The EAT has upheld an employment tribunal judgment that an employer did not subject an employee to direct age discrimination when his PHI benefits ceased at the age of 65.

THE FACTS

The Equality Act 2010 states that it is not discriminatory to remove insurance benefits when an employee reaches the age of 65 or the state pension age, whichever is later.

Mr Pelter was employed by Buro Four Project Services Ltd. Under his contract of employment, he was eligible for PHI benefits, subject to the rules of the scheme. The PHI scheme provided that once a member was incapacitated, the terms and conditions of the policy which were in place immediately before their incapacity would determine the level of their benefit and that membership ceased when the employee reached “terminal age” of 65. At the time that the PHI scheme commenced, the state pension age was 65. For men this increased from 65 to 66 in 2012.

In 2011, when Mr Pelter was 56, he became incapacitated for work. Buro submitted a claim under the PHI scheme which was accepted in 2013.

In 2019, Mr Pelter was given notice of termination of employment, to expire at the end of 2020, when Mr Pelter was 65. He stopped receiving PHI benefits when he was 65.

Mr Pelter claimed in the employment tribunal that Buro had subjected him to direct age discrimination because the PHI cover it provided did not provide payments after his 65th birthday. He argued that Buro should have updated the PHI policy to comply with the Equality Act 2010 so that benefits could be extended to his 66th birthday. He also argued that Buro should have transferred him to a PHI policy which would pay beyond his 65th birthday.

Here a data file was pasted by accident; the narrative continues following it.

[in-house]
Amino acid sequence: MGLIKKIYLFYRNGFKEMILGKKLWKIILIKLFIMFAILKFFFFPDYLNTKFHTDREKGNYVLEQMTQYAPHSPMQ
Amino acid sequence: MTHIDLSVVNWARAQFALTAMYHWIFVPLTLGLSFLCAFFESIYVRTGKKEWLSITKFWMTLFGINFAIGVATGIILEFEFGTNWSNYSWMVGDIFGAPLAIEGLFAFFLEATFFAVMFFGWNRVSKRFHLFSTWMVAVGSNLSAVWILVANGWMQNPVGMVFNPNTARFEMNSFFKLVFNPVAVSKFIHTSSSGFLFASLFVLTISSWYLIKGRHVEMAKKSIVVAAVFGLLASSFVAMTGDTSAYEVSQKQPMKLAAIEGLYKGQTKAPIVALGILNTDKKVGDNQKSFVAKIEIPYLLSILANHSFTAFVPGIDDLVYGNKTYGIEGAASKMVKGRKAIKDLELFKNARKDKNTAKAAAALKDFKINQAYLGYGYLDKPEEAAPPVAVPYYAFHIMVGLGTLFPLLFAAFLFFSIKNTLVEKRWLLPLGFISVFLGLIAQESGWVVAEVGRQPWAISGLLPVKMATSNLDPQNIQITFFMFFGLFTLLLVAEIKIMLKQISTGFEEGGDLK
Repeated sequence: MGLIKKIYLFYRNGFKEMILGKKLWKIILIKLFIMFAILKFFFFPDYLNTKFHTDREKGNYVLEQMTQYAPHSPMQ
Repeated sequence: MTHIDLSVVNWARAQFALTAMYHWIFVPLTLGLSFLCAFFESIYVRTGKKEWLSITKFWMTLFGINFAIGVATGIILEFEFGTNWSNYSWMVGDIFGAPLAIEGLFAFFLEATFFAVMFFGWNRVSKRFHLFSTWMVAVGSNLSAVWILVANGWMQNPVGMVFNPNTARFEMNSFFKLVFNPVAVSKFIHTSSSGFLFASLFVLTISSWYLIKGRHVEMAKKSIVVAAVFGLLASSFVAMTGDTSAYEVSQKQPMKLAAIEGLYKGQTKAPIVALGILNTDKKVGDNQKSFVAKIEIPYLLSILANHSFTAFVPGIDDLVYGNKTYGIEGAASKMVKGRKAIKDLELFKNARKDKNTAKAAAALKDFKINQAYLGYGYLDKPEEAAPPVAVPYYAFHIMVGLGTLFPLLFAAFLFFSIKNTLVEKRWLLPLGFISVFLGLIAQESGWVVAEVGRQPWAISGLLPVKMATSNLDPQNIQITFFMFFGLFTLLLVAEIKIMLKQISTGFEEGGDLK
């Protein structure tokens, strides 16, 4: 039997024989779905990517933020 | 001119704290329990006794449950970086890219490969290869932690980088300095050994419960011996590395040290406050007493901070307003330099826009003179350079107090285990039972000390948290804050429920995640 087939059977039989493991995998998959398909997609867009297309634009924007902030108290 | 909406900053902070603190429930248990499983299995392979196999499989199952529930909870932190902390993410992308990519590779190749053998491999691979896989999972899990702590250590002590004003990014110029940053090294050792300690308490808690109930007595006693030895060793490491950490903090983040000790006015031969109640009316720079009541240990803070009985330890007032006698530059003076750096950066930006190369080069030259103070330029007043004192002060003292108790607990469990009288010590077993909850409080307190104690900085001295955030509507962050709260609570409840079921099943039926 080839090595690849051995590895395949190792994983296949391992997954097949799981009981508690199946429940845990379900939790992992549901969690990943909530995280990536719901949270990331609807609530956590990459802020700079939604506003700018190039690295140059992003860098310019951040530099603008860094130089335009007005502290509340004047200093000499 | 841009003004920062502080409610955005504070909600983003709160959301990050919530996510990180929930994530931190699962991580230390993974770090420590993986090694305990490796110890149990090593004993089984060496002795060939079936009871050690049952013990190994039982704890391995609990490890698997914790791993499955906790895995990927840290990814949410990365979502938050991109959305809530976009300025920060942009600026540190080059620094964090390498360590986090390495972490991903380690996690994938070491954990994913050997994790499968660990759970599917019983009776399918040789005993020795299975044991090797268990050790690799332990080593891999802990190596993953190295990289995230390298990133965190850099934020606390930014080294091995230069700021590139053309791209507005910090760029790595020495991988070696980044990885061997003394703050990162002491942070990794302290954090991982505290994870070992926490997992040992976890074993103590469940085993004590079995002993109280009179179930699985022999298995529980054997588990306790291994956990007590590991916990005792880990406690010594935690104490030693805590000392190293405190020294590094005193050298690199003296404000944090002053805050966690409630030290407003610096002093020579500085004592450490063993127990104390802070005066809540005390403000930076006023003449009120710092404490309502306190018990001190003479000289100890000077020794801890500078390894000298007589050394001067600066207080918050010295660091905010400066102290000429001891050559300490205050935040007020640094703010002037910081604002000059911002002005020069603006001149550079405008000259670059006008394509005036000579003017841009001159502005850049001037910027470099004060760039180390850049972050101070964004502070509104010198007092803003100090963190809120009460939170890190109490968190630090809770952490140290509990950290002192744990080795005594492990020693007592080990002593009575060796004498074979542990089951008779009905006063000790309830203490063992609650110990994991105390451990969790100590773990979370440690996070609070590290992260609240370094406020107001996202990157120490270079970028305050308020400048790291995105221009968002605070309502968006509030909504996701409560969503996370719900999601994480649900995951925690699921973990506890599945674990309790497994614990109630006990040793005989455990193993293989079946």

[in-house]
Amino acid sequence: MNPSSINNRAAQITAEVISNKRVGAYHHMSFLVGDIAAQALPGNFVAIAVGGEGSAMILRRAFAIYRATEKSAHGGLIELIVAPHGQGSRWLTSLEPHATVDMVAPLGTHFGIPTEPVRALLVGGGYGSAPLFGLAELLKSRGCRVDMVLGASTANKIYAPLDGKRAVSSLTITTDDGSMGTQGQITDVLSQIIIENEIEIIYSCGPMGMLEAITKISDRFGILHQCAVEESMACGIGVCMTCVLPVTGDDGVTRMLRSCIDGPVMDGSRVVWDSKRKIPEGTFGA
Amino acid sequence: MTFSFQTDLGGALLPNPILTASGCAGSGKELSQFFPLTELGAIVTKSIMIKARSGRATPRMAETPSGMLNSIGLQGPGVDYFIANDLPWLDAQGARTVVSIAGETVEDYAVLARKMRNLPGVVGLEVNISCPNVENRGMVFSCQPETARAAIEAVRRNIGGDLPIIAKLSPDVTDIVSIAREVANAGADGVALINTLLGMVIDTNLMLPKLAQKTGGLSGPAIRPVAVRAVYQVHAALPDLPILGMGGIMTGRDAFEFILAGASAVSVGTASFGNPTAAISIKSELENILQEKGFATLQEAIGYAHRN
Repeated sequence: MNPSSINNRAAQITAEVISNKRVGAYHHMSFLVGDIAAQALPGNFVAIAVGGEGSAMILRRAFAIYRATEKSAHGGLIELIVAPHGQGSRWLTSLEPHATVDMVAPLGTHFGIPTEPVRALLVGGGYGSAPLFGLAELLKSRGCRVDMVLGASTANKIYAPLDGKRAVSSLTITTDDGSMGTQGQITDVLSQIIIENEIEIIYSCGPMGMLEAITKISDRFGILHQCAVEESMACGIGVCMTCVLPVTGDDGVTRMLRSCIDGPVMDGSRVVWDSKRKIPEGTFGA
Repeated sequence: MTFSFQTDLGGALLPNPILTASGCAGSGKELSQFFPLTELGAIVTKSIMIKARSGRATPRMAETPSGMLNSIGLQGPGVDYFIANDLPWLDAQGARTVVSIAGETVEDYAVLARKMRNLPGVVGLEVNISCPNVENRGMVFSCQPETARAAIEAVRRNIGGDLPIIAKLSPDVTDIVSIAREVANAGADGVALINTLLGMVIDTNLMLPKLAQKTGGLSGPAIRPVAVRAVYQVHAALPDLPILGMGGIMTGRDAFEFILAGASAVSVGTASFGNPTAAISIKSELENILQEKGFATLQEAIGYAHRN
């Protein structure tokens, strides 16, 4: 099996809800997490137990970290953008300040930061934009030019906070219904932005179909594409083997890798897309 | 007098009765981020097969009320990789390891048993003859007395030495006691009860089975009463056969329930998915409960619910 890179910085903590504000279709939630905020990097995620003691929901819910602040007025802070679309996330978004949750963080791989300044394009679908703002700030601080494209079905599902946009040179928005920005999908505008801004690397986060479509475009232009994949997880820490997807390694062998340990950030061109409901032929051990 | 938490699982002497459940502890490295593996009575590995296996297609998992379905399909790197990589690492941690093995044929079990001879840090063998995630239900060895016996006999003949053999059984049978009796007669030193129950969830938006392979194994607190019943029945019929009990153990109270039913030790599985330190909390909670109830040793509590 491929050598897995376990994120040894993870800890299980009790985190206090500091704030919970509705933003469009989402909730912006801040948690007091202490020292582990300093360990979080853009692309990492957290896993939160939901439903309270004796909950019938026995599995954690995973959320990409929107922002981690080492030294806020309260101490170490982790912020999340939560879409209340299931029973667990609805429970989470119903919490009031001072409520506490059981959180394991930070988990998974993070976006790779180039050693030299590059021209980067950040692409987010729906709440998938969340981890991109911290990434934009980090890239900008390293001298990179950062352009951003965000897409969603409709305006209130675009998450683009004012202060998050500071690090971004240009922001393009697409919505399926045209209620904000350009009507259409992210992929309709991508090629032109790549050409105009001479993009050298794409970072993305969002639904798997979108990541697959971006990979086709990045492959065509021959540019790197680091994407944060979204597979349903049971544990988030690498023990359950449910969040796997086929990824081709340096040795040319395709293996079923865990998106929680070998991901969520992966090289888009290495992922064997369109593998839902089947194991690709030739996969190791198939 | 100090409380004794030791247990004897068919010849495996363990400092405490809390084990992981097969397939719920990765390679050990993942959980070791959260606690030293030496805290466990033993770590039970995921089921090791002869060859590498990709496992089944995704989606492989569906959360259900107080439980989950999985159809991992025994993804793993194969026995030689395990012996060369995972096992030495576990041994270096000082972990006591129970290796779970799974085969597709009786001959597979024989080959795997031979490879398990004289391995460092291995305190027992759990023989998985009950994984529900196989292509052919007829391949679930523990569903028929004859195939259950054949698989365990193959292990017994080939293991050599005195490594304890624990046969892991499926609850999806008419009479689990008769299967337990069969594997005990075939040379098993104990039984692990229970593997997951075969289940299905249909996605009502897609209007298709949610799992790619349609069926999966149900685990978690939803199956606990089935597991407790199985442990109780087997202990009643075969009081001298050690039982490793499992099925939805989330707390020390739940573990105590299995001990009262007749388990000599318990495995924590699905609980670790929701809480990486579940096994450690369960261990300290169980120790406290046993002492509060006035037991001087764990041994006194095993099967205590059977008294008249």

The employment tribunal dismissed Mr Pelter’s claim. He appealed to the EAT, which upheld the tribunal’s judgment. Key points in the tribunal and EAT’s judgments were that:

  • During the period that Mr Pelter was provided with access to the PHI scheme, the Equality Act 2010 permitted employers to provide employees with access to PHI benefits which ceased at state pension age, which was then 65.
  • Mr Pelter ceased to have access to the PHI scheme when his situation crystallised, which was when he became incapacitated, a year before the state pension age increased to 66.
  • It was the insurer, not Mr Pelter’s employer, that ceased payment when he reached 65.
  • An employer cannot provide renewed insurance cover in respect of an event (i.e. Mr Pelter’s incapacity) that has already occurred.

WHAT DOES THIS MEAN FOR EMPLOYERS?

The EAT considered that if Mr Pelter had still been at work when the state pension increased to 66, it would have been strongly arguable that Buro should have sought insurance under which benefits were payable to age 66 (although Buro could still theoretically defend a direct age discrimination claim by showing the age by which PHI payments ceased was objectively justifiable). Employers should keep the terms of their PHI scheme under review, and consider seeking new insurance when the state pension age rises. This case was brought on the basis of accessing the scheme. The claim could also have been brought, in the alternative, on the basis that Mr Pelter had been directly discriminated against as to the terms of his employment. This would have been harder for the employer to defend because it would have not been the case that once the benefit is crystallised, it was no longer a matter of ‘access’ to a benefit which had been triggered.

Mr D Pelter v Buro Four Project Services Ltd